The MAGGIE (Mars Aerial and Ground Global Intelligent Explorer) aircraft is being readied by NASA.
The space agency announced this month the vehicle is being funded as part of a program to develop innovations to transform future space missions.
MAGGIE is a compact fixed-wing electric aircraft powered by solar energy to fly in the Martian atmosphere.
A fully charged battery will allow it to travel 179 km (587270.36 feet) at an altitude of 1,000 m. The total range per Martian year, approximately 687 Earth days, would be 16,048 km.
The aircraft will have vertical take-off/landing VTOL capability and will be able to land and recharge its batteries with solar cells on its wings and body.
Flying in the Martian atmosphere is 160x thinner than Earth’s atmosphere, so MAGGIE has a cruise lift coefficient nearly an order of magnitude higher than conventional subsonic aircraft to overcome the low density.
Ge-Cheng Zha, of Florida-based developers Coflow Jet, LLC, says: “The representative mission for MAGGIE presented would conduct three atmospheric and geophysical investigations, all supporting different timescales of the Dynamic Mars science theme.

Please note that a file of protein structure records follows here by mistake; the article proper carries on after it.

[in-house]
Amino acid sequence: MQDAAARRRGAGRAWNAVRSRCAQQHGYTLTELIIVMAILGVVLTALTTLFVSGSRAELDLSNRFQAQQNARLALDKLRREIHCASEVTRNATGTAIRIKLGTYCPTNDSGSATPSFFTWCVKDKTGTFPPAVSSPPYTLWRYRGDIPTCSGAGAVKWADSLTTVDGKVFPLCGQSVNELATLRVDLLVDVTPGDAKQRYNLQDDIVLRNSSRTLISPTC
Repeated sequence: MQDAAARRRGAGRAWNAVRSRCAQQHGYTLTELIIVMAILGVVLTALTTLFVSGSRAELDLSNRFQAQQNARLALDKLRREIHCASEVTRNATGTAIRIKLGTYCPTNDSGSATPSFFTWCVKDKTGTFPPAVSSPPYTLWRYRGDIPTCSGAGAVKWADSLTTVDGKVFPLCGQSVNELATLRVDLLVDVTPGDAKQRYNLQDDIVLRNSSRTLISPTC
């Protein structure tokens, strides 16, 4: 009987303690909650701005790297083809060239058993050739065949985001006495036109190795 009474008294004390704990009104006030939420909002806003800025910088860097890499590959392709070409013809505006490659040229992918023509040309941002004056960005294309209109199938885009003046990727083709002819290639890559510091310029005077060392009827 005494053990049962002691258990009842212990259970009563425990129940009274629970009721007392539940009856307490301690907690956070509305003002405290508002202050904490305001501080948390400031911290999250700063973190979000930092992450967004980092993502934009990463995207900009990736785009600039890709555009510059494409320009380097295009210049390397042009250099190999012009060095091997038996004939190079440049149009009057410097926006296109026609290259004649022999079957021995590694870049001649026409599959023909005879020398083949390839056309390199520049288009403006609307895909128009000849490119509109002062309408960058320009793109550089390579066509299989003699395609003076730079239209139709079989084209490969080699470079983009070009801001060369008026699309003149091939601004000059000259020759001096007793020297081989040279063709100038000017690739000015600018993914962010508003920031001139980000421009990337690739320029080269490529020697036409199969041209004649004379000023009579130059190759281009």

“These include a study of the origin and timing of the Martian core dynamo from the weak magnetic fields found in the large impact basins, a regional investigation of the source of methane signals detected by the Tunable Laser Spectrometer on the Mars Science Laboratory in Gale crater, and mapping of subsurface water ice at high resolution in the mid-latitudes where it has been observed from orbit.”
MAGGIE is in the early stages of development but Coflow Jet could revolutionize the ability to explore almost the entirety of the Martian surface.
Ge-Cheng Zha says: “The conceptual MAGGIE system study indicates that the concept appears to be feasible, but needs to be further investigated, designed, and verified under Martian atmospheric conditions in Phase I.”
NASA says its NIAC (NASA Innovative Advanced Concepts) program fosters pioneering ideas by funding early-stage technology concept studies for future consideration and potential commercialization.
NASA Associate Administrator Jim Free says: “The daring missions NASA undertakes for the benefit of humanity all begin as just an idea, and NIAC is responsible for inspiring many of those ideas.
“The Ingenuity helicopter flying on Mars and instruments on the MarCO deep space CubeSats can trace their lineage back to NIAC, proving there is a path from creative idea to mission success.
“And, while not all these concepts will fly, NASA and our partners worldwide can learn from fresh approaches and may eventually use technologies advanced by NIAC.”
Produced in association with SWNS Talker
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